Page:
Further to a 1740-type event

Watts Up With That?

Guest essay by David Archibald

This post drew attention to the similarity between the recent warm decades and the period leading up to the extremely cold year of 1740. Now let’s investigate how a 1740-type event might play out. This graph shows the average of the monthly temperatures for the years 1736 to 1739 plotted with the monthly temperatures of the year 1740:


With respect to growing conditions, the 1740 season was a month later than the average of the previous five years and the peak months of the season were 2.5°C cooler. To get a perspective on how a repeat of 1740 might affect growing conditions in the Corn Belt, Bill Fordham, advising the grain industry in the Midwest, has kindly provided an update on the current season:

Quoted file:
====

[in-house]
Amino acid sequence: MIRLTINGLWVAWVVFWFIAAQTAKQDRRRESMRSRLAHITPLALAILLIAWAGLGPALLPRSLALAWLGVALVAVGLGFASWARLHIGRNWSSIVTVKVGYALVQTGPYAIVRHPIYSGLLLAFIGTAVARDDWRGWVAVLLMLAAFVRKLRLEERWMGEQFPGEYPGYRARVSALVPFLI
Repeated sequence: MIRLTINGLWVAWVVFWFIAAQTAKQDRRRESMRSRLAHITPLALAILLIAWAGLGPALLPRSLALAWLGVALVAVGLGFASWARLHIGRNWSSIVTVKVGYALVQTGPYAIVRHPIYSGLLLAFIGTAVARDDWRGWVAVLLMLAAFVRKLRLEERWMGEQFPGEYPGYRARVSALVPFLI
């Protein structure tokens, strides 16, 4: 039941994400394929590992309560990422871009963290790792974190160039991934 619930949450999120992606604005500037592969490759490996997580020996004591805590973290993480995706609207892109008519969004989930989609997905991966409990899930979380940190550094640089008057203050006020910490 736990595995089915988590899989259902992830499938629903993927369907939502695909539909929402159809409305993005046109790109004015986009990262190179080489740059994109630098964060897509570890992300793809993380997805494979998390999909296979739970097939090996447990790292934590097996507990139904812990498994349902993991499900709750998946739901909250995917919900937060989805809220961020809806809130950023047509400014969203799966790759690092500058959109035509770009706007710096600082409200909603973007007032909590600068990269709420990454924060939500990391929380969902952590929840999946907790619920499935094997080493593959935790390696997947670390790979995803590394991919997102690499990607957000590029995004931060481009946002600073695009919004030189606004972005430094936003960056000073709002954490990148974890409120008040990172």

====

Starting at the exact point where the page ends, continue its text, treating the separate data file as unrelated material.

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Author: Russ Steele

Freelance writer and climate change blogger. Russ spent twenty years in the Air Force as a navigator specializing in electronics warfare and digital systems. After his service he was employed for sixteen years as concept developer for TRW, an aerospace and automotive company, and then was CEO of a non-profit Internet provider for 18 months. Russ's articles have appeared in Comstock's Business, Capitol Journal, Trailer Life, Monitoring Times, and Idaho Magazine.

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